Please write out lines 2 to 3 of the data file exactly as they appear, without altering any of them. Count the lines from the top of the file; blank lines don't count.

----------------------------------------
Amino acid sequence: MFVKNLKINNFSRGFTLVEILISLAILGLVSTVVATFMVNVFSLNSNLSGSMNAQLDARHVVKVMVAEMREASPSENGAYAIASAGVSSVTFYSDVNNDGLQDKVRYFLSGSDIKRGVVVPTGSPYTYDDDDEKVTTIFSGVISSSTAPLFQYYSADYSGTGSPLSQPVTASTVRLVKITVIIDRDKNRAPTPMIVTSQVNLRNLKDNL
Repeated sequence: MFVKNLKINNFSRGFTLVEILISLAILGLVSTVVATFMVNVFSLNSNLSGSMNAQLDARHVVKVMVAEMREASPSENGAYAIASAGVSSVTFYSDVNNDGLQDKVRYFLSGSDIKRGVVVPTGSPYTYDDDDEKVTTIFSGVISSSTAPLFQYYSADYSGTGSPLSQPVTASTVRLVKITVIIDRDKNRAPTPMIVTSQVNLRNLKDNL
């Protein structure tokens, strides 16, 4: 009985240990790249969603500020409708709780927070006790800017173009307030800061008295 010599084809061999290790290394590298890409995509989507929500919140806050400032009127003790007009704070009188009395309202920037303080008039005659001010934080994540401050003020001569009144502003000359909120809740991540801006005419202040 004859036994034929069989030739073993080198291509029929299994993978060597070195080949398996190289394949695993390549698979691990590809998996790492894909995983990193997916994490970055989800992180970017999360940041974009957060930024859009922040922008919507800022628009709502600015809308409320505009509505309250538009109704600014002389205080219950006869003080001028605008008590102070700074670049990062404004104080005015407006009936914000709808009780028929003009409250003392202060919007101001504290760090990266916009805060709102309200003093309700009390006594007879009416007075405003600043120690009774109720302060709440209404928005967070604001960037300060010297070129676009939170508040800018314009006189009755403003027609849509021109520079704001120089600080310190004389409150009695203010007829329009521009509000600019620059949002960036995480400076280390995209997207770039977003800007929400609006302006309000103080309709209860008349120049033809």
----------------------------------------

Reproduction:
Repeated sequence: MFVKNLKINNFSRGFTLVEILISLAILGLVSTVVATFMVNVFSLNSNLSGSMNAQLDARHVVKVMVAEMREASPSENGAYAIASAGVSSVTFYSDVNNDGLQDKVRYFLSGSDIKRGVVVPTGSPYTYDDDDEKVTTIFSGVISSSTAPLFQYYSADYSGTGSPLSQPVTASTVRLVKITVIIDRDKNRAPTPMIVTSQVNLRNLKDNL
């Protein structure tokens, strides 16, 4: 009985240990790249969603500020409708709780927070006790800017173009307030800061008295 010599084809061999290790290394590298890409995509989507929500919140806050400032009127003790007009704070009188009395309202920037303080008039005659001010934080994540401050003020001569009144502003000359909120809740991540801006005419202040 004859036994034929069989030739073993080198291509029929299994993978060597070195080949398996190289394949695993390549698979691990590809998996790492894909995983990193997916994490970055989800992180970017999360940041974009957060930024859009922040922008919507800022628009709502600015809308409320505009509505309250538009109704600014002389205080219950006869003080001028605008008590102070700074670049990062404004104080005015407006009936914000709808009780028929003009409250003392202060919007101001504290760090990266916009805060709102309200003093309700009390006594007879009416007075405003600043120690009774109720302060709440209404928005967070604001960037300060010297070129676009939170508040800018314009006189009755403003027609849509021109520079704001120089600080310190004389409150009695203010007829329009521009509000600019620059949002960036995480400076280390995209997207770039977003800007929400609006302006309000103080309709209860008349120049033809």